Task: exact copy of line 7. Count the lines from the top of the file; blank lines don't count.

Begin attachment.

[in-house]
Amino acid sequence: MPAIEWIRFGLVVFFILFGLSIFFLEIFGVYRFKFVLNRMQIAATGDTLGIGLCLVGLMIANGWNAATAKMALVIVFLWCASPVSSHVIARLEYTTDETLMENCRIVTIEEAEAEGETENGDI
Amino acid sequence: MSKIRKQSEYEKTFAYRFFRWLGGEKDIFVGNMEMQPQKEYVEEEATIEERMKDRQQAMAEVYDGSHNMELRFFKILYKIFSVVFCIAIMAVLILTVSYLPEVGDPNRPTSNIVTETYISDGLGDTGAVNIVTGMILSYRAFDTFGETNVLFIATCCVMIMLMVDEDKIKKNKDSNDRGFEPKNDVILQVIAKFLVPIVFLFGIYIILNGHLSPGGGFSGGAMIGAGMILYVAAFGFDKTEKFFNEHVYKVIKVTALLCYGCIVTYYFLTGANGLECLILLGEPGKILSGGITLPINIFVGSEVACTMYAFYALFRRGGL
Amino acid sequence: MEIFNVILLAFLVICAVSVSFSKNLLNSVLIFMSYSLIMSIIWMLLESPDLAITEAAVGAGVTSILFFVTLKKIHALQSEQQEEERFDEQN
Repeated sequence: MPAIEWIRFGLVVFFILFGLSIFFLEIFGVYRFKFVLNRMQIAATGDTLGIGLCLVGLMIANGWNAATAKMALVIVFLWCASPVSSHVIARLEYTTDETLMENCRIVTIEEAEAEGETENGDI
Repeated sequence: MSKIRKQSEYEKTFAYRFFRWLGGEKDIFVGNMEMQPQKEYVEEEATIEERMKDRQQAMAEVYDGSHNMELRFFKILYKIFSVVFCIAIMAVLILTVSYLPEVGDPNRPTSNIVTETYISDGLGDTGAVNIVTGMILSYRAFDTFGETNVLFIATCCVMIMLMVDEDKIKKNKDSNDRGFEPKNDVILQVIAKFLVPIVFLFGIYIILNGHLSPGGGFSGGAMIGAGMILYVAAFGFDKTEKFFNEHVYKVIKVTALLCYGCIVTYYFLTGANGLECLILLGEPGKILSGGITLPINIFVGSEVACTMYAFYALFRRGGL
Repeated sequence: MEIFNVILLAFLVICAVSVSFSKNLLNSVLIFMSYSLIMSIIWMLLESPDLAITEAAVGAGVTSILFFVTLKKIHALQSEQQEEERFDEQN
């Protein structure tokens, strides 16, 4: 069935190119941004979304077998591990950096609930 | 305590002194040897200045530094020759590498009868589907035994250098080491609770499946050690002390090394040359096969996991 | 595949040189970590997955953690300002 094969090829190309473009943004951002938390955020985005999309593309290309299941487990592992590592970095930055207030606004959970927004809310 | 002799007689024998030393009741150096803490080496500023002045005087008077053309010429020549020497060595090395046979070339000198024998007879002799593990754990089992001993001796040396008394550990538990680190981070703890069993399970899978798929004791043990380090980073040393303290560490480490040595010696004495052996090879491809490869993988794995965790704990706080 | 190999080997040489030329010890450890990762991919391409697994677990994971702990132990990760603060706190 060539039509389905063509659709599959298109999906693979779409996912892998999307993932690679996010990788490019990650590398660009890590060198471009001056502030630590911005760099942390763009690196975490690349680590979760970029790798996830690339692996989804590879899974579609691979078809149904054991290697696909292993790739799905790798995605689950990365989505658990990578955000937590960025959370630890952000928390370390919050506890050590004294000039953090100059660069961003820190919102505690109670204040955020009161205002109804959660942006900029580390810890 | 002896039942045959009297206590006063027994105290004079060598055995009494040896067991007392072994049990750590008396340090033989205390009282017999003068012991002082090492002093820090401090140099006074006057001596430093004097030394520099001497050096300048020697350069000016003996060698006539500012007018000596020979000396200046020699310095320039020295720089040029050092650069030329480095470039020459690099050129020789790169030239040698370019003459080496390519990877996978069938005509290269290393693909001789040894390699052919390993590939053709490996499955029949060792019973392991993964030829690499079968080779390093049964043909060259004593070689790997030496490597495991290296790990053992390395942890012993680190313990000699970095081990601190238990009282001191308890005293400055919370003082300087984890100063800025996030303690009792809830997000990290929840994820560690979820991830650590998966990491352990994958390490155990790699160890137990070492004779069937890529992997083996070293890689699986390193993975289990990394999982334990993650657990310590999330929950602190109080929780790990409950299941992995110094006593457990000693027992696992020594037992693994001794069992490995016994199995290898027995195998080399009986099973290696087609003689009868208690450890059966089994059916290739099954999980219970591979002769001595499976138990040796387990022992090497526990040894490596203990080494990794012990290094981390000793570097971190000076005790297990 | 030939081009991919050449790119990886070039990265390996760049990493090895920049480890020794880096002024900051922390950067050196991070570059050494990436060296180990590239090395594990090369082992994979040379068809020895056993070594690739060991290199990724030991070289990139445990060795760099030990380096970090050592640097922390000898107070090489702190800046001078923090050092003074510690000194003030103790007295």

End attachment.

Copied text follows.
Repeated sequence: MEIFNVILLAFLVICAVSVSFSKNLLNSVLIFMSYSLIMSIIWMLLESPDLAITEAAVGAGVTSILFFVTLKKIHALQSEQQEEERFDEQN